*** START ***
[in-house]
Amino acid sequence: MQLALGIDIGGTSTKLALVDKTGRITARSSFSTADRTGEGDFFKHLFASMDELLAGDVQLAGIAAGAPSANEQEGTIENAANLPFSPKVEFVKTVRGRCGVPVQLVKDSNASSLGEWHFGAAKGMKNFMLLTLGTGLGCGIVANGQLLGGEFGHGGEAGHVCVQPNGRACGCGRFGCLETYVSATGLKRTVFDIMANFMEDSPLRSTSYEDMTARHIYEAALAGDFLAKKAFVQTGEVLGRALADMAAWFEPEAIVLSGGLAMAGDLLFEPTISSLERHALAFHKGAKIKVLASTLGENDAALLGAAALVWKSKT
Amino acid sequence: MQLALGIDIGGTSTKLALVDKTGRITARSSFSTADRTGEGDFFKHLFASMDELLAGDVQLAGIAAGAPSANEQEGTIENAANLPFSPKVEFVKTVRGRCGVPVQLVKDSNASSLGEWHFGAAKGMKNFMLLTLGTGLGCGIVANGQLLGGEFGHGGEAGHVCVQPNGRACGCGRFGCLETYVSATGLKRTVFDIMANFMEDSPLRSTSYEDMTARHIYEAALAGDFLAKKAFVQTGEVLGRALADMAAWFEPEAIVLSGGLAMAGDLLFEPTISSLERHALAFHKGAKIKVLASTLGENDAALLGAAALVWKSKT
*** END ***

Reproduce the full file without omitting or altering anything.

[in-house]
Amino acid sequence: MQLALGIDIGGTSTKLALVDKTGRITARSSFSTADRTGEGDFFKHLFASMDELLAGDVQLAGIAAGAPSANEQEGTIENAANLPFSPKVEFVKTVRGRCGVPVQLVKDSNASSLGEWHFGAAKGMKNFMLLTLGTGLGCGIVANGQLLGGEFGHGGEAGHVCVQPNGRACGCGRFGCLETYVSATGLKRTVFDIMANFMEDSPLRSTSYEDMTARHIYEAALAGDFLAKKAFVQTGEVLGRALADMAAWFEPEAIVLSGGLAMAGDLLFEPTISSLERHALAFHKGAKIKVLASTLGENDAALLGAAALVWKSKT
Amino acid sequence: MQLALGIDIGGTSTKLALVDKTGRITARSSFSTADRTGEGDFFKHLFASMDELLAGDVQLAGIAAGAPSANEQEGTIENAANLPFSPKVEFVKTVRGRCGVPVQLVKDSNASSLGEWHFGAAKGMKNFMLLTLGTGLGCGIVANGQLLGGEFGHGGEAGHVCVQPNGRACGCGRFGCLETYVSATGLKRTVFDIMANFMEDSPLRSTSYEDMTARHIYEAALAGDFLAKKAFVQTGEVLGRALADMAAWFEPEAIVLSGGLAMAGDLLFEPTISSLERHALAFHKGAKIKVLASTLGENDAALLGAAALVWKSKT